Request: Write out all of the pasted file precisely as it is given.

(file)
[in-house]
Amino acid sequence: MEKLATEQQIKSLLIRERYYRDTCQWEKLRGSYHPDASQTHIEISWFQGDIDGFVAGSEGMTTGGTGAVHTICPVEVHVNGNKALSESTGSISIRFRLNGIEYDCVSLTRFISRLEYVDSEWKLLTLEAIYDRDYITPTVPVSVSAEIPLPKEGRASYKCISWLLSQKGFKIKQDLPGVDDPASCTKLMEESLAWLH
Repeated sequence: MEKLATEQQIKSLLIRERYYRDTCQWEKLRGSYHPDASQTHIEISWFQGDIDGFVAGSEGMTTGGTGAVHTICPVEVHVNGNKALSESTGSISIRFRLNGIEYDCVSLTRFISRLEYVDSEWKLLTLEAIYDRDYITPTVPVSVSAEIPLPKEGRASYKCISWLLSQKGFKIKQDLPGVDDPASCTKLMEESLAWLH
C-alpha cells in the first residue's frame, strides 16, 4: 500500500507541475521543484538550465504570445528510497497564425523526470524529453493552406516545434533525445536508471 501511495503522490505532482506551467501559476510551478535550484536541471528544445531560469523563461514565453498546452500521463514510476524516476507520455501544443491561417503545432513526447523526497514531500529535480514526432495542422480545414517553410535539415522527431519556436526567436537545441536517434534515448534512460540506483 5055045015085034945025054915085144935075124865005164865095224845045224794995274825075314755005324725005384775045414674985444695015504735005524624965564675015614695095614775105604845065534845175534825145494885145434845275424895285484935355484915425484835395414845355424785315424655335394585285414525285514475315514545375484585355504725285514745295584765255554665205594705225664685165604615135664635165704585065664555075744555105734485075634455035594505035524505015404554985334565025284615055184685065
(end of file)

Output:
[in-house]
Amino acid sequence: MEKLATEQQIKSLLIRERYYRDTCQWEKLRGSYHPDASQTHIEISWFQGDIDGFVAGSEGMTTGGTGAVHTICPVEVHVNGNKALSESTGSISIRFRLNGIEYDCVSLTRFISRLEYVDSEWKLLTLEAIYDRDYITPTVPVSVSAEIPLPKEGRASYKCISWLLSQKGFKIKQDLPGVDDPASCTKLMEESLAWLH
Repeated sequence: MEKLATEQQIKSLLIRERYYRDTCQWEKLRGSYHPDASQTHIEISWFQGDIDGFVAGSEGMTTGGTGAVHTICPVEVHVNGNKALSESTGSISIRFRLNGIEYDCVSLTRFISRLEYVDSEWKLLTLEAIYDRDYITPTVPVSVSAEIPLPKEGRASYKCISWLLSQKGFKIKQDLPGVDDPASCTKLMEESLAWLH
C-alpha cells in the first residue's frame, strides 16, 4: 500500500507541475521543484538550465504570445528510497497564425523526470524529453493552406516545434533525445536508471 501511495503522490505532482506551467501559476510551478535550484536541471528544445531560469523563461514565453498546452500521463514510476524516476507520455501544443491561417503545432513526447523526497514531500529535480514526432495542422480545414517553410535539415522527431519556436526567436537545441536517434534515448534512460540506483 5055045015085034945025054915085144935075124865005164865095224845045224794995274825075314755005324725005384775045414674985444695015504735005524624965564675015614695095614775105604845065534845175534825145494885145434845275424895285484935355484915425484835395414845355424785315424655335394585285414525285514475315514545375484585355504725285514745295584765255554665205594705225664685165604615135664635165704585065664555075744555105734485075634455035594505035524505015404554985334565025284615055184685065